February 28, 2013

introducing: wheat

I am not a rapid reader. Sometimes we share from what we're reading, and my friend asked me if I'm still in Isaiah, because he noticed I was there for a long time. I've actually made it to Jeremiah. I've been spending quite a while with this guy, too. Last week, Jeremiah challenged me to the core again. He's a good place to be.

The Creator issues a task in Jeremiah 23:28, "He who has My word, let him speak it faithfully." It is followed up by this phrase, "what is the chaff to the wheat?" A small pair of phrases that ring with powerful implications.

We get confused. We often think our task is to prove chaff's worthlessness. We hold it up in our palms. We blow on it. We talk about what colour it is. We write reports on the texture. We imagine that one day, after enough arguments and witty points about chaff, our friends will give in and say: "Yes, you've convinced me, this chaff isn't much good."

But the best way to show someone that chaff is worthless is to introduce them to wheat. Then the topic of the value of chaff will become a non-issue. Think about it: does wheat get worried that chaff will someday take some of its market share? Do farmers sit around and discuss the merits of planting chaff rather than wheat? The answer is obvious. Nothing makes the worthlessness of chaff more obvious than the presence of the real deal, the wheat.

It is written, "He who has My word, let him speak it faithfully." Sometimes we get distracted from the simplicity and purity of the task. Yes, there may be a time to discuss chaff. To issue a reminder to people who've mistaken chaff for wheat. But that's not our main task. Understand? The key task is to speak the word faithfully.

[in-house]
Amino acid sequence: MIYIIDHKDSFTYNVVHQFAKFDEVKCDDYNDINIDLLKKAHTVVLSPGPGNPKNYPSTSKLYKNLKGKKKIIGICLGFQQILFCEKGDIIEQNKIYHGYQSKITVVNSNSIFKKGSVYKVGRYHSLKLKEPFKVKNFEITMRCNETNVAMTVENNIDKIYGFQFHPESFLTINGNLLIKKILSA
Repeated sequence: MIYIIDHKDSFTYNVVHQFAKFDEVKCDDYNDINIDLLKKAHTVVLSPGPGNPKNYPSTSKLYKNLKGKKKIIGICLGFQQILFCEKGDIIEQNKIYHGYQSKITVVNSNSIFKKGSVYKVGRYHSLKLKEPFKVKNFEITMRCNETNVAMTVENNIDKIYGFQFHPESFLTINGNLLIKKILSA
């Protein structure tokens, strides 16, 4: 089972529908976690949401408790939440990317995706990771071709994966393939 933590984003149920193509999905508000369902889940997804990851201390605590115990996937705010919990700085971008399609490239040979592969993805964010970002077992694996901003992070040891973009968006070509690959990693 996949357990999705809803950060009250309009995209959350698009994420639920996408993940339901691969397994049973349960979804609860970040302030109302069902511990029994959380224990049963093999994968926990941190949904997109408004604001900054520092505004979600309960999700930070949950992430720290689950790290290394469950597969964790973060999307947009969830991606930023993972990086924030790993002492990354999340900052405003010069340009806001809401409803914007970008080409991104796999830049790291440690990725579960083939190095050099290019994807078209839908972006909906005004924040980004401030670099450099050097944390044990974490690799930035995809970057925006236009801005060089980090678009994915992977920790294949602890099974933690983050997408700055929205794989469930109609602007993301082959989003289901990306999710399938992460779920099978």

Jeremiah 23:29 describes that word as having power: Is not My word like a fire?” says the L0rd, “And like a hammer that breaks the rock in pieces? Spurgeon said, "The Word of G0d is like a lion. You don’t have to defend a lion. All you have to do is let the lion loose, and the lion will defend itself.” When we worry about the wheat not differentiating itself from the chaff, we're saying that the word is not sufficient. Not fire. Not a hammer.

This is a reminder for every day. Analyze and familiarize yourself with the wheat, not the chaff. Hold it up, blow on it, talk about it, write reports on it. Most importantly, spread the wheat out faithfully. Let the wind of time blow. The chaff will be gone, the wheat will remain. It's that powerful. It's that simple.

2 comments:

  1. Well said, Julie, and I totally agree! I just got out of Jeremiah not too long ago, went through Lamentations and now I'm in Ezra. Good lessons! Never thought I'd enjoy these books this much.
    Thanks for sharing and for the challenge!

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  2. Thank you, Keri. We've been talking about this theme with my friends here, and it is so encouraging and true: sow wheat, don't worry about chaff. In a sense, our instruction is so simple. Glad you're enjoying the prophets, too. So important for us to have an easily accessible sack of wheat so we're ready to sow! :)

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